The following is a guest post by Hamilton Hackney of Greenberg Traurig regarding the recent decision in CLF v. EPA. NAIOP is extremely pleased with the decision in this case, which we had been following closely. NAIOP will continue to monitor stormwater issues at the state and federal levels on behalf of the commercial real estate industry.
Last week, the federal district court dismissed a lawsuit that sought to force USEPA to create a permitting program for stormwater discharges in the Charles River watershed. Filed by the Conservation Law Foundation and the Charles River Watershed Association, the suit claimed that USEPA had a mandatory duty to require commercial and institutional properties that discharged stormwater to obtain permits to do so. If successful, this suit would have forced commercial and institutional property owners to obtain permits, develop stormwater control plans and possibly design and install additional stormwater controls on their properties.
The suit invoked USEPA’s so-called Residual Designation Authority in the Clean Water Act. Although this authority has been exercised very infrequently to date, environmental groups are increasingly citing this statutory authorization as a basis for demanding that USEPA expand regulation of stormwater beyond industrial sources, construction sites and municipal stormwater systems. In this particular case, the environmental groups argued that USEPA’s approval of “pollution budgets” (Total Daily Maximum Loads or TMDLs) for the Charles River obligated USEPA to regulate previously unregulated stormwater discharges to ensure that the TMDLs were achieved. Given the hundreds of existing or proposed TMDLs in Massachusetts alone, that position could have far-reaching consequences for commercial and institutional real estate in the many watersheds with TMDLs.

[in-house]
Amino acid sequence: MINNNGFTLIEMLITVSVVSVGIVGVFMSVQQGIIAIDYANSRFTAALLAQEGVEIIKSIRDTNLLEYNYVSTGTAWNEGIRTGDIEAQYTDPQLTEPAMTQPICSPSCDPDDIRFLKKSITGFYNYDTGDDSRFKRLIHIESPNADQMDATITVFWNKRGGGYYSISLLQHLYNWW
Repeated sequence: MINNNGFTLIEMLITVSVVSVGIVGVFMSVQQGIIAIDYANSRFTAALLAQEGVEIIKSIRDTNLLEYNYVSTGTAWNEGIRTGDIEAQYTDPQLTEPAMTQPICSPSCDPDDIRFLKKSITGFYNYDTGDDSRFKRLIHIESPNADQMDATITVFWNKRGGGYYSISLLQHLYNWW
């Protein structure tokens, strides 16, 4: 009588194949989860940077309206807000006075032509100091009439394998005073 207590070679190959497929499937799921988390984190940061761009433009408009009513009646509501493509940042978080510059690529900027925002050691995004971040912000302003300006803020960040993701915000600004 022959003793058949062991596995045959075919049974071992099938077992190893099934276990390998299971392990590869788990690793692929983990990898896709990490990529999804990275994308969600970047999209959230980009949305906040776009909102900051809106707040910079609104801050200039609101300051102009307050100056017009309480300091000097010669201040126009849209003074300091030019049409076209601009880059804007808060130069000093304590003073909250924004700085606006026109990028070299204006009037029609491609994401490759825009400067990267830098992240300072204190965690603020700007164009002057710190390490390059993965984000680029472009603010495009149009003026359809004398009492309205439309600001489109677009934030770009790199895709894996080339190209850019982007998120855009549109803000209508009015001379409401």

The federal district court’s dismissal of this lawsuit follows another federal court decision last December in a similar case in Rhode Island. Together, these decisions indicate that courts remain reluctant to intrude on USEPA’s discretion to choose when and how it may exercise its Residual Designation Authority. While that is an encouraging outcome, these decisions are likely to be appealed, so there may be more developments on this issue.